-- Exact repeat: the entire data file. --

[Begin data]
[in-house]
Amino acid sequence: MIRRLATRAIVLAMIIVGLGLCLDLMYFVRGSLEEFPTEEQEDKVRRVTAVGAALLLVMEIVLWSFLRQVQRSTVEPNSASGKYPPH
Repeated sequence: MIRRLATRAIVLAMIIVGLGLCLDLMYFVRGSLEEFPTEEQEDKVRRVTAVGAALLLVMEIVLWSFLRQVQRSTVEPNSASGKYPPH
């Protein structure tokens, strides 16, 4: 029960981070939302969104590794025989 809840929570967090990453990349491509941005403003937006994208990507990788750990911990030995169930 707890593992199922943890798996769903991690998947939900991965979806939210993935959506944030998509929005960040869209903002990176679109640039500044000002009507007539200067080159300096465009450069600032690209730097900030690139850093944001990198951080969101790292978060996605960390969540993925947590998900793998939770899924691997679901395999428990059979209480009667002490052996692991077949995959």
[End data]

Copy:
[in-house]
Amino acid sequence: MIRRLATRAIVLAMIIVGLGLCLDLMYFVRGSLEEFPTEEQEDKVRRVTAVGAALLLVMEIVLWSFLRQVQRSTVEPNSASGKYPPH
Repeated sequence: MIRRLATRAIVLAMIIVGLGLCLDLMYFVRGSLEEFPTEEQEDKVRRVTAVGAALLLVMEIVLWSFLRQVQRSTVEPNSASGKYPPH
């Protein structure tokens, strides 16, 4: 029960981070939302969104590794025989 809840929570967090990453990349491509941005403003937006994208990507990788750990911990030995169930 707890593992199922943890798996769903991690998947939900991965979806939210993935959506944030998509929005960040869209903002990176679109640039500044000002009507007539200067080159300096465009450069600032690209730097900030690139850093944001990198951080969101790292978060996605960390969540993925947590998900793998939770899924691997679901395999428990059979209480009667002490052996692991077949995959």